Last modified: Friday, July 7, 2006
Appointment signals new era for IU Ballet Theater
FOR IMMEDIATE RELEASE
July 7, 2006
BLOOMINGTON, Ind. -- Michael Vernon has taught ballet all over the world and says that wherever he goes, people know or have heard about the excellence of Indiana University's Ballet Theater and renowned Jacobs School of Music.
That the music school and its ballet department are held in such high regard around the globe "speaks volumes," Vernon said, about its exceptional faculty and students, many of whom have gone on to perform for the world's leading ballet companies.
As the newly appointed chair of the Jacobs School Ballet Department, Vernon has been charged with carrying on the tradition of excellence and high professional standards that have become synonymous with ballet in Bloomington, while also putting his own "stamp" on the ballet department. It's a mission, he says, that he looks forward to leading. Known for his visionary teaching methods, tailored to the individual needs of dancers, Vernon hopes to foster a rigorous learning environment that prepares young dancers and choreographers for life in the ultra-competitive world of professional dance.
"I think that dancers need great teaching and also need to dance great ballets. Everything needs to be of the highest quality," said Vernon, who was born in London and trained at the Royal Ballet School. "They need to learn ballets that will challenge them and that they can learn from. When they join a ballet company, they'll have a running start. It's also really important for us not just to develop dancers, but also to develop choreographers. I look forward to a great and close collaboration between the school's music students, its dancers and choreographers."
Jacobs School of Music Dean Gwyn Richards praised Vernon's appointment, calling it "a pivotal moment in the history of ballet at Indiana. Building upon developments of recent years, Michael will further connect our students to the professional world, expand our technical proficiencies and establish our program as one of the leading centers for choreographic training in North America. We are thrilled that Michael is joining our distinguished ballet faculty and look forward to the developments to come," he said.
To establish such a well-rounded training center, one that he says is "run like a ballet company," Vernon will summon many of the resources offered at the Jacobs School of Music, especially its premier faculty and student musicians, scenery and costume workshops.
Vernon has been well-trained for the position he will assume this fall. He studied at the Nesta Brooking School of Ballet and Royal Ballet School in London with such legendary teachers as Dame Ninette de Valois, the founder of the Royal Ballet, and famed Russian dancer and choreographer Leonide Massine. He performed with the Royal Ballet, the Royal Opera Ballet and the London Festival Ballet before coming to New York in 1976 to join the Eglevsky Ballet as ballet master and resident choreographer. In 1989, he became artistic director of the Long Island-based company and, during his tenure, the company became known for the highest standards of technique, as well as innovative and creative presentations. He resigned from the company in 1995 to focus on his freelance work as a teacher/coach and choreographer.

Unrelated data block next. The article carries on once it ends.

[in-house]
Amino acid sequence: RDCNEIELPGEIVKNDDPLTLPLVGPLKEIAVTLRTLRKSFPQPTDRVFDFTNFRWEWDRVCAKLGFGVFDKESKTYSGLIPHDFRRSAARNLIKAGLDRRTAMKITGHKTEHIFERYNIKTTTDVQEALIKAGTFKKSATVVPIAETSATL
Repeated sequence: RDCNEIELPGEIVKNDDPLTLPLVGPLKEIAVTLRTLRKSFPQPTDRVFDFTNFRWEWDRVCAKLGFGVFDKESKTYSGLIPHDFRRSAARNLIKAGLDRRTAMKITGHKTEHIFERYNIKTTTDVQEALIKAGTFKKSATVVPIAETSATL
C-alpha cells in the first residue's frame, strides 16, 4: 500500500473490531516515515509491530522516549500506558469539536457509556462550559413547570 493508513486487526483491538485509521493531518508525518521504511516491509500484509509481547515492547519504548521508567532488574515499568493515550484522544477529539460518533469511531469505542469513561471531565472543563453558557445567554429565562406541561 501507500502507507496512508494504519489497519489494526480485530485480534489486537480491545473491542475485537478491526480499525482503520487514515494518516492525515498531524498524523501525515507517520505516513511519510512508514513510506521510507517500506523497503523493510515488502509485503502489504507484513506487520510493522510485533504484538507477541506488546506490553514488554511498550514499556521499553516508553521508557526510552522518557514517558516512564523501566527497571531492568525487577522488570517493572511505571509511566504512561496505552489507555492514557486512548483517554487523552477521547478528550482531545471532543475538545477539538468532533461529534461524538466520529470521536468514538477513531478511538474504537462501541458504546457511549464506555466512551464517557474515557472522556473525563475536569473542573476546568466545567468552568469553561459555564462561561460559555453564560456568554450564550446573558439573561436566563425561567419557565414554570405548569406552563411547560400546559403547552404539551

He has choreographed many ballets for the Eglevsky Ballet, in addition to ballets for many other professional companies in the United States and worldwide. Mikhail Baryshnikov commissioned him to choreograph the successful pas de deux In a Country Garden for American Ballet Theatre. His solo S'Wonderful was danced by ABT principal Cynthia Harvey in the presence of President and Mrs. Reagan and shown nationwide on CBS television. He also served as the assistant choreographer on Ken Russell's movie Valentino, starring Rudolph Nureyev and Leslie Caron.
He currently teaches classes at New York-based Steps, where he trains and coaches dancers from ABT, the New York City Ballet and many other national and international ballet companies. He works regularly for the Manhattan Dance Project and is artistic advisor to the Ballet School of Stamford. Since 2000, he has taught and choreographed the ballet company and ballet school at the Chautauqua Institute, directed by former IU Ballet chairman and artistic director Jean-Pierre Bonnefoux. His annual activities also include a long association with Ballet Hawaii.
Vernon was company teacher for the ABT from 2001 to 2002 and worked as a company teacher for the Metropolitan Opera Ballet from 1994 to 1998. He was also a guest teacher for the Juilliard School in 2001, and has had long associations with Dance Theatre of Harlem and the Alvin Ailey Company and School.
Throughout his many teaching and choreographing experiences, including time spent working with ballet companies in Australia, China, Germany, New Zealand, Norway, the Philippines and Sweden, Vernon has sought to be a "presenter of knowledge," offering suggestions and advice, but keeping an open mind to the needs and individual talents of his dancers. He plans to bring this philosophy with him to IU Ballet Theater, where he will join such dance luminaries as IU Distinguished Professor of Music Violette Verdy and Professors Jacques Cesbron and Virginia Cesbron.
"Teaching is about gathering and sharing knowledge. Even though I have my own strong ideas, I always keep an open mind and think it's important to learn from every situation. While respecting the past, and cherishing the accomplishments of the present, it's imperative to develop the art form with the future in mind."
For more information about IU Ballet Theater and the upcoming 2006-07 season, go to http://www.music.indiana.edu/publicity/ballet/2006-2007season/index.html.